All-in Stock Bets, Busy Yuan, Tencent: A Week in China's Markets
(Bloomberg) -- The tug-of-war between China’s equity bulls and bears continues, authorities roll out the red carpet for foreign capital, and we note two new records for the yuan. Here’s a roundup of what we’ve been talking about in China markets this week.
The week in stocks started with traders encouraged by more signs of currency stability and the prospect of better liquidity -- the lack of both has really hit sentiment this year. The rebound didn’t last though, a trend that’s surely becoming frustrating for those long-term buyers trying to time the bottom in mainland markets. Some investors are getting ready for extreme positioning one way or the other, either going all in on stocks or riding out the volatility in cash.
Burned by multiple false rebounds in recent months, the nation’s more than 14 million day traders aren’t convinced: average daily turnover was once again low this week, wrapping up what’s been the quietest month of trading the onshore market has seen in four years.
Yuan gets busy
Currency traders are grappling with wilder swings from China than Europe for the first time ever, a symptom of China’s more market-driven approach to managing its currency, strategists say. The offshore yuan is certainly getting a lot of attention as more and more people want to bet on it. Who can blame them: the yuan has this year had the honor of being one of the world’s best and worst-performing major currencies. It was at one point even considered a haven -- imagine that. Average daily volume in dollar-offshore yuan jumped to a record $1.7 billion in July on Cboe Global Markets’s trading platform.
China wants foreigners to get more involved in its onshore financial markets. This week policy makers said overseas institutions would be exempt from paying certain taxes on their bond investments, and they can also make big block trades through Hong Kong if they want to. On the equity side, MSCI Inc. is about to include more yuan-denominated shares in its global benchmarks, a change which will be effective after Friday’s close and will probably attract more inflows than the first round.
Iron-ore derivatives is another market that’s attracting international interest. China’s top exchange for such instruments said 56 foreign accounts are actively trading the commodity since it moved to open up yuan-priced contracts to overseas investors. A slow but positive start to a market that’s very much dominated by retail speculators.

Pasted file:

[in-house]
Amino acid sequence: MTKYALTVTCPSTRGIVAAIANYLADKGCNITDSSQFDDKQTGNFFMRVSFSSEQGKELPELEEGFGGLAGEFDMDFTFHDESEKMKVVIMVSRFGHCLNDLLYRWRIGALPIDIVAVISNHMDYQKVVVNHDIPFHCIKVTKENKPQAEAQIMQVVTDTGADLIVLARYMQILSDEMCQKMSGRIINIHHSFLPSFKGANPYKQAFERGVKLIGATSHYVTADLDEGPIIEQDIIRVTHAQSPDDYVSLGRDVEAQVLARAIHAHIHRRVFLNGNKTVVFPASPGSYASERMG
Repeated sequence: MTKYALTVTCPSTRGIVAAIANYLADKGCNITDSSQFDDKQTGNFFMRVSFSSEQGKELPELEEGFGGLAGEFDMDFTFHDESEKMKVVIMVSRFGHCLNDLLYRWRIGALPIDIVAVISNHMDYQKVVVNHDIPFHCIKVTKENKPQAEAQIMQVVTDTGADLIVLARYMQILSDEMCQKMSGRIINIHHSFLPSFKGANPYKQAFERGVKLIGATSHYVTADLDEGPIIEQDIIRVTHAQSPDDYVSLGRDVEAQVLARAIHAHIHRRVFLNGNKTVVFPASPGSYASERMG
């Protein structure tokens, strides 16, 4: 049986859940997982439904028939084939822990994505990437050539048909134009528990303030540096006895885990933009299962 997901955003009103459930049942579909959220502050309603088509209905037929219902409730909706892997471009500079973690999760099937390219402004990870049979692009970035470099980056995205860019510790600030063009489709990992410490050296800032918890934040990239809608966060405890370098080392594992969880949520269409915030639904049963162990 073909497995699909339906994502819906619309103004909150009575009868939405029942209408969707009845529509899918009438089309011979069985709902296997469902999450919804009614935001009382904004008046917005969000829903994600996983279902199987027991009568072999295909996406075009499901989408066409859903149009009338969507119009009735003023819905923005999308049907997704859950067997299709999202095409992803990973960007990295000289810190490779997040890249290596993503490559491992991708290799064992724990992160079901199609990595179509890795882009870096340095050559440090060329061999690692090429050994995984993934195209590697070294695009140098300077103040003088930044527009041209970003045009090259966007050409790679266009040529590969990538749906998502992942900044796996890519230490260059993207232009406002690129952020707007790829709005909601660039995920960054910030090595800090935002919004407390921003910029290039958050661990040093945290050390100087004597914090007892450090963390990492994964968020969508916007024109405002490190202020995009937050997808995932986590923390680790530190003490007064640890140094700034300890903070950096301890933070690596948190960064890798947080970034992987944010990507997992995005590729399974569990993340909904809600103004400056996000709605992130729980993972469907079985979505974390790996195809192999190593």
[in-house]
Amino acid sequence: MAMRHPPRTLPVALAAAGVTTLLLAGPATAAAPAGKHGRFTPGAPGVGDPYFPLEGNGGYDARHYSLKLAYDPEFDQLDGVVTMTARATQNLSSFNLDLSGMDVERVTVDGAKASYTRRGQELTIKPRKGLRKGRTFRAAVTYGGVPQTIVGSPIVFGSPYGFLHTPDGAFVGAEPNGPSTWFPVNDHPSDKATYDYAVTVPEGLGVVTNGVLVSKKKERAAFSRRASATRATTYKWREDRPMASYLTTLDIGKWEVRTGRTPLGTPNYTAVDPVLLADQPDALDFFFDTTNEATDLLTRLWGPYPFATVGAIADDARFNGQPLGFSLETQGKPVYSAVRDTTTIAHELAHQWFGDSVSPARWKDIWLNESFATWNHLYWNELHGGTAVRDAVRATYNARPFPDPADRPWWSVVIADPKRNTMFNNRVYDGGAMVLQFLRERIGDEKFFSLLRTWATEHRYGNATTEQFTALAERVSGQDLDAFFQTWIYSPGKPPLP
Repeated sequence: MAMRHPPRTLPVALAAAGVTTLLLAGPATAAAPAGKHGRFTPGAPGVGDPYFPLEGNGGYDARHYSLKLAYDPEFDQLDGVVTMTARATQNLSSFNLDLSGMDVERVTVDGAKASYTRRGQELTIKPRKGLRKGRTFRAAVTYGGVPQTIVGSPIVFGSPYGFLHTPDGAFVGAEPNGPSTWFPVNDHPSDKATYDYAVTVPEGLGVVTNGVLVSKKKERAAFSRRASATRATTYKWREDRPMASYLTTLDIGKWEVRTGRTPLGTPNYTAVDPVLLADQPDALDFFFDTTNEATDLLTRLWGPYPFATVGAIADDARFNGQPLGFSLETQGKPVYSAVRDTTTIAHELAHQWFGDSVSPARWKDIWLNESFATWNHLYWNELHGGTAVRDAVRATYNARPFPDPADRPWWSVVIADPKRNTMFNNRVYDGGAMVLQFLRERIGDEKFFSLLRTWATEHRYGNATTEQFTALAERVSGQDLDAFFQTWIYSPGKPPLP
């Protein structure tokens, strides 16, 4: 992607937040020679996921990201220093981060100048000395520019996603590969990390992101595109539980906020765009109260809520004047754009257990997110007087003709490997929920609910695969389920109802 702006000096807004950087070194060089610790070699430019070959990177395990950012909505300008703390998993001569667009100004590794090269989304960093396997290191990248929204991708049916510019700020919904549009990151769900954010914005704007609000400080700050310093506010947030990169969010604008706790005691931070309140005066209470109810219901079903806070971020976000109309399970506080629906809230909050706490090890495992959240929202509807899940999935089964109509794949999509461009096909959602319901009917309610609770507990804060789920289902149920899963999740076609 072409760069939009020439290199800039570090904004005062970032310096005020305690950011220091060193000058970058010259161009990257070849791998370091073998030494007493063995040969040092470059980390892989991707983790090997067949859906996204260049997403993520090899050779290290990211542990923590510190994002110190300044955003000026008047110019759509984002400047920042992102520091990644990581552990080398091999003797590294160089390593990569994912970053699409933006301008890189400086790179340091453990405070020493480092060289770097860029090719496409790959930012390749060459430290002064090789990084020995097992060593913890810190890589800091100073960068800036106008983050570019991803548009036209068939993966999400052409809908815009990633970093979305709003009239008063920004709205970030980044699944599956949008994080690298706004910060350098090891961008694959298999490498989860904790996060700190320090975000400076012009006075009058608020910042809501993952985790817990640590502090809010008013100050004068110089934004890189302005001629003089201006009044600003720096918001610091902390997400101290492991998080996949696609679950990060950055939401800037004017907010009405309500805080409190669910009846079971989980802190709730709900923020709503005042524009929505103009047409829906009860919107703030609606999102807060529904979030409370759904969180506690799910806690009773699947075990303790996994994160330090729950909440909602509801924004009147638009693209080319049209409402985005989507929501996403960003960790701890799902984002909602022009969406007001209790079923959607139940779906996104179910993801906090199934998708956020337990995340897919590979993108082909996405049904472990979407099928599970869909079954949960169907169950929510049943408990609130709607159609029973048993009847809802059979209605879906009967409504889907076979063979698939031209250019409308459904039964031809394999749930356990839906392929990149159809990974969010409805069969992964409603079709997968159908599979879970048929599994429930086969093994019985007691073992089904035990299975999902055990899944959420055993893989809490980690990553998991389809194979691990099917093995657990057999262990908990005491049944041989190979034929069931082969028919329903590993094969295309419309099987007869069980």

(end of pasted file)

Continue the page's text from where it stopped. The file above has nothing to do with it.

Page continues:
Risk is the word that you heard from Chinese banks this earnings season. Here’s a stat: China’s six largest lenders, which control a combined $16 trillion of assets, mentioned the word almost 1,900 times in their first-half announcements. It’s not all talk though: bad debt ratios actually fell despite slower economic growth and a higher rate of corporate defaults. Earnings were relatively stable but the stocks -- valuations of which are low at the moment -- are still a hard sell when you factor in the impact from the weaker economy, loose monetary policy and a push to lend out to riskier borrowers.
Tencent’s problems pile up
Owning Tencent Holdings Ltd. must be getting frustrating for those loyal investors who stuck by their shares throughout this year’s rout. Here’s a familiar story: the shares slump on some negative news and analysts rush to say buy, calling it an excellent time to load up on a stock that’s long been among Hong Kong’s most loved and owned. But the reality is Tencent keeps dropping. This time the culprit was yet another regulatory hurdle in China, where authorities want to limit the amount of games that children play.
Chart of the week
Things might not be so bad for Hong Kong’s equity market, even though Tencent is one of the biggest stocks on the Hang Seng Index. The benchmark rose above what’s been a key support level since early 2016 -- maybe we’re about to get a turnaround.
Here’s what else caught our eye.
- Donald Trump is looking at whether China’s manipulating the yuan.
- Another round of U.S. tariffs on Chinese goods is looking likely.
- Fosun International Ltd. is eyeing another European deal.
- Hong Kong-based broker returns to Pakistan after two decades.
- The world’s third most-shorted stock is a Chinese insurer.
- Chinese consumers aren’t buying Samsonite’s luggage.
- August has been an ugly month for emerging markets.
- Bondholders don’t stand much of a chance of getting their money back.
- China’s economy weakened again in August.
- A Chinese superpower looks nothing like the U.S.
©2018 Bloomberg L.P.